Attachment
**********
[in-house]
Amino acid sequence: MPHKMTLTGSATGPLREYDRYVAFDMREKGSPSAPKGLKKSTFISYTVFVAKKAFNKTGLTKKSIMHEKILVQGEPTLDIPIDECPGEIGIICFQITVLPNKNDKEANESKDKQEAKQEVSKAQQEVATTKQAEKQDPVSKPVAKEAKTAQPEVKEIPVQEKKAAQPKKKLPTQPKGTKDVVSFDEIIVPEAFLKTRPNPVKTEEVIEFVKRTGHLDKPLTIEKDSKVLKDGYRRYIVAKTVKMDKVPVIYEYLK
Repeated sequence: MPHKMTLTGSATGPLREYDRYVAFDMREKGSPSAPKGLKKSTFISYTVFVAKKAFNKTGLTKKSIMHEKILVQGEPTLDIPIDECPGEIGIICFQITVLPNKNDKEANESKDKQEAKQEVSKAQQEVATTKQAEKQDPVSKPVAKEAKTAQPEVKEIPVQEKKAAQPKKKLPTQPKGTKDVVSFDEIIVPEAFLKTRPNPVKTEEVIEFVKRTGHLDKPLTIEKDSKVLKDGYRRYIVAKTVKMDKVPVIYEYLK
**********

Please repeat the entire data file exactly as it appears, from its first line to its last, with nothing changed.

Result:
[in-house]
Amino acid sequence: MPHKMTLTGSATGPLREYDRYVAFDMREKGSPSAPKGLKKSTFISYTVFVAKKAFNKTGLTKKSIMHEKILVQGEPTLDIPIDECPGEIGIICFQITVLPNKNDKEANESKDKQEAKQEVSKAQQEVATTKQAEKQDPVSKPVAKEAKTAQPEVKEIPVQEKKAAQPKKKLPTQPKGTKDVVSFDEIIVPEAFLKTRPNPVKTEEVIEFVKRTGHLDKPLTIEKDSKVLKDGYRRYIVAKTVKMDKVPVIYEYLK
Repeated sequence: MPHKMTLTGSATGPLREYDRYVAFDMREKGSPSAPKGLKKSTFISYTVFVAKKAFNKTGLTKKSIMHEKILVQGEPTLDIPIDECPGEIGIICFQITVLPNKNDKEANESKDKQEAKQEVSKAQQEVATTKQAEKQDPVSKPVAKEAKTAQPEVKEIPVQEKKAAQPKKKLPTQPKGTKDVVSFDEIIVPEAFLKTRPNPVKTEEVIEFVKRTGHLDKPLTIEKDSKVLKDGYRRYIVAKTVKMDKVPVIYEYLK